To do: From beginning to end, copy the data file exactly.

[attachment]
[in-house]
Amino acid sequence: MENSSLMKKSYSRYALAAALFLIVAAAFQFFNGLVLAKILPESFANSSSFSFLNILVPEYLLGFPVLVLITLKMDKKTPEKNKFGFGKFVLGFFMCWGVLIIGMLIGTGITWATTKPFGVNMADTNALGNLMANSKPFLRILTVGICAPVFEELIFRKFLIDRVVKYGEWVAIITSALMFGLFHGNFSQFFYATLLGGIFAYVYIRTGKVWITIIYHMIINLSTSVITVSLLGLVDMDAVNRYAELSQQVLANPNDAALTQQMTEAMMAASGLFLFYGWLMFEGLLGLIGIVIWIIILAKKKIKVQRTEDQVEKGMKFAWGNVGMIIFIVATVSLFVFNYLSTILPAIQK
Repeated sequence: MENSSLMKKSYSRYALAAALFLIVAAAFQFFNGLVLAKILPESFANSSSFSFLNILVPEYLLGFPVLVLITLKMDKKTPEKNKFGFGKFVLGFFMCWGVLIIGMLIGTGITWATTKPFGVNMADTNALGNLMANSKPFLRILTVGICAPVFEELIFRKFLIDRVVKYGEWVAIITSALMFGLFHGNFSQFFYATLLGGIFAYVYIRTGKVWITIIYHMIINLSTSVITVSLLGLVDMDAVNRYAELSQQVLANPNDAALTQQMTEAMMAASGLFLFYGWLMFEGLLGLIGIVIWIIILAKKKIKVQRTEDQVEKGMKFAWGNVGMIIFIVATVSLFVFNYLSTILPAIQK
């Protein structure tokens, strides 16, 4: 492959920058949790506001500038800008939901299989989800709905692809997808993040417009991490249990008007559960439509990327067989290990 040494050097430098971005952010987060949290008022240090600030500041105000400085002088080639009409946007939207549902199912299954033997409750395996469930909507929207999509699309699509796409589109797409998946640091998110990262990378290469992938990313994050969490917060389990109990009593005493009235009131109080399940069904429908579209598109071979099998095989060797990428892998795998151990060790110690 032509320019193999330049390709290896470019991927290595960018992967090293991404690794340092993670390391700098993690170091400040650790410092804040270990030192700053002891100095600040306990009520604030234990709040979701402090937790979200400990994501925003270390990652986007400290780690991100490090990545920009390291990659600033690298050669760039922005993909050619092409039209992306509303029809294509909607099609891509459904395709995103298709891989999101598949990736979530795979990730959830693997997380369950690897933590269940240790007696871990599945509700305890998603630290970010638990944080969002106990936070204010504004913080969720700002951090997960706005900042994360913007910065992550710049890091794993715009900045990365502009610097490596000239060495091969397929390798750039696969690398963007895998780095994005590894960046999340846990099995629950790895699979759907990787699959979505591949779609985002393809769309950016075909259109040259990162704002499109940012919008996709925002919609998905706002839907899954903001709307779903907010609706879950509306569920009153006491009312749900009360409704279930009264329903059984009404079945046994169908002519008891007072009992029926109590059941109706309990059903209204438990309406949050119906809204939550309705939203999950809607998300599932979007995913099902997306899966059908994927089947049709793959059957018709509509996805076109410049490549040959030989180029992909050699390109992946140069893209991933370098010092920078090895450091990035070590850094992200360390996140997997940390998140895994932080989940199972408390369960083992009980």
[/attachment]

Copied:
[in-house]
Amino acid sequence: MENSSLMKKSYSRYALAAALFLIVAAAFQFFNGLVLAKILPESFANSSSFSFLNILVPEYLLGFPVLVLITLKMDKKTPEKNKFGFGKFVLGFFMCWGVLIIGMLIGTGITWATTKPFGVNMADTNALGNLMANSKPFLRILTVGICAPVFEELIFRKFLIDRVVKYGEWVAIITSALMFGLFHGNFSQFFYATLLGGIFAYVYIRTGKVWITIIYHMIINLSTSVITVSLLGLVDMDAVNRYAELSQQVLANPNDAALTQQMTEAMMAASGLFLFYGWLMFEGLLGLIGIVIWIIILAKKKIKVQRTEDQVEKGMKFAWGNVGMIIFIVATVSLFVFNYLSTILPAIQK
Repeated sequence: MENSSLMKKSYSRYALAAALFLIVAAAFQFFNGLVLAKILPESFANSSSFSFLNILVPEYLLGFPVLVLITLKMDKKTPEKNKFGFGKFVLGFFMCWGVLIIGMLIGTGITWATTKPFGVNMADTNALGNLMANSKPFLRILTVGICAPVFEELIFRKFLIDRVVKYGEWVAIITSALMFGLFHGNFSQFFYATLLGGIFAYVYIRTGKVWITIIYHMIINLSTSVITVSLLGLVDMDAVNRYAELSQQVLANPNDAALTQQMTEAMMAASGLFLFYGWLMFEGLLGLIGIVIWIIILAKKKIKVQRTEDQVEKGMKFAWGNVGMIIFIVATVSLFVFNYLSTILPAIQK
């Protein structure tokens, strides 16, 4: 492959920058949790506001500038800008939901299989989800709905692809997808993040417009991490249990008007559960439509990327067989290990 040494050097430098971005952010987060949290008022240090600030500041105000400085002088080639009409946007939207549902199912299954033997409750395996469930909507929207999509699309699509796409589109797409998946640091998110990262990378290469992938990313994050969490917060389990109990009593005493009235009131109080399940069904429908579209598109071979099998095989060797990428892998795998151990060790110690 032509320019193999330049390709290896470019991927290595960018992967090293991404690794340092993670390391700098993690170091400040650790410092804040270990030192700053002891100095600040306990009520604030234990709040979701402090937790979200400990994501925003270390990652986007400290780690991100490090990545920009390291990659600033690298050669760039922005993909050619092409039209992306509303029809294509909607099609891509459904395709995103298709891989999101598949990736979530795979990730959830693997997380369950690897933590269940240790007696871990599945509700305890998603630290970010638990944080969002106990936070204010504004913080969720700002951090997960706005900042994360913007910065992550710049890091794993715009900045990365502009610097490596000239060495091969397929390798750039696969690398963007895998780095994005590894960046999340846990099995629950790895699979759907990787699959979505591949779609985002393809769309950016075909259109040259990162704002499109940012919008996709925002919609998905706002839907899954903001709307779903907010609706879950509306569920009153006491009312749900009360409704279930009264329903059984009404079945046994169908002519008891007072009992029926109590059941109706309990059903209204438990309406949050119906809204939550309705939203999950809607998300599932979007995913099902997306899966059908994927089947049709793959059957018709509509996805076109410049490549040959030989180029992909050699390109992946140069893209991933370098010092920078090895450091990035070590850094992200360390996140997997940390998140895994932080989940199972408390369960083992009980």